“It’s a good win. You know we’ve been through so much, it was almost cathartic to be honest with you. 26 months just unleashed there in the last four or five seconds. Proud of these guys, you guys know, you watched us grow. We couldn’t handle this setting a year ago,” Golden said. “Real proud of the way the guys fought, there was nothing easy on that field for either team.”

26 months ago marked the beginning of Golden’s first summer training camp at Miami. The program’s been through a lot in that short span. Miami limped to a 6-6 record in 2011, only the third non-winning season since 1979. They’ve also had to deal with two straight losses to rival Florida State under Golden. A self-imposed postseason ban axed any chances of the Hurricanes playing in the ACC championship game last season despite the fact that they were on deck to play in the game because of North Carolina’s ineligibility. It is a symptom of the black cloud hanging over the program that is an ongoing NCAA investigation into the school’s ties with rogue booster Nevin Shapiro.

Some of those demons were exercised today when a jubilant Miami team sprinted across the field to join its student section in celebration. It was something Al Golden thought was important for his team to do.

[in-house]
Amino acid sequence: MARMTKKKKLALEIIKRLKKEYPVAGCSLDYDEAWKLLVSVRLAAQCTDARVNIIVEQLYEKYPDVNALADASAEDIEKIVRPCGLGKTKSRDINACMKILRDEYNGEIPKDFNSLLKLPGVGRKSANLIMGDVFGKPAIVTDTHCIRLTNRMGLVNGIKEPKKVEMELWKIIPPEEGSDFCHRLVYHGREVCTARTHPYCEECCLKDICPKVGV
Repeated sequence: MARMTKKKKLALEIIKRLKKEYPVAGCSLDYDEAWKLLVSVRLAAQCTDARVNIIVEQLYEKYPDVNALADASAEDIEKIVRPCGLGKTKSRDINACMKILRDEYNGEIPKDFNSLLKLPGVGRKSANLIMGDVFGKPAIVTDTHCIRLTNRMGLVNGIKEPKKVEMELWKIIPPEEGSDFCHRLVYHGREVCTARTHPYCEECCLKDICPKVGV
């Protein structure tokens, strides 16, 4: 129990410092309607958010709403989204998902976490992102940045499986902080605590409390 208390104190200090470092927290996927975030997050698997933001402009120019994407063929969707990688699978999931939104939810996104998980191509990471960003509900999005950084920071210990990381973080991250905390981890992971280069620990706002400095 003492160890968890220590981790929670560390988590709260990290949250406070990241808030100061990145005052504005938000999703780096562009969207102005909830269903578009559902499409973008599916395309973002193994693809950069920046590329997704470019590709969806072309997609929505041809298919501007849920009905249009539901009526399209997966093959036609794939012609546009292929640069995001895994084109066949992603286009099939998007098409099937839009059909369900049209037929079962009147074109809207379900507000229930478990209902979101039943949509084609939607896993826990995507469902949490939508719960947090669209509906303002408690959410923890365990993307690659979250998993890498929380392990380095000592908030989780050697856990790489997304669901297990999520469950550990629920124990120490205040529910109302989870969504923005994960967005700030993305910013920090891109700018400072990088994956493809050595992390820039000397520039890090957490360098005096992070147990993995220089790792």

“I did want those kids in that end zone because I wanted them to thank all those people that stood by us. All those guys that no matter what, they’re there,” Golden said. “It was a good moment for our guys.”

Golden’s shining moment came at the expense of one of Florida’s dullest in the Muschamp era. Florida had the gun aimed steadfastly at the foot the entire afternoon. It’s a loss that leaves an empty, unfinished feeling in the hearts of fans.

The worst part about it? At least for the foreseeable future, the Gators won’t be avenging this one anytime soon.

Richard Johnson

About Richard Johnson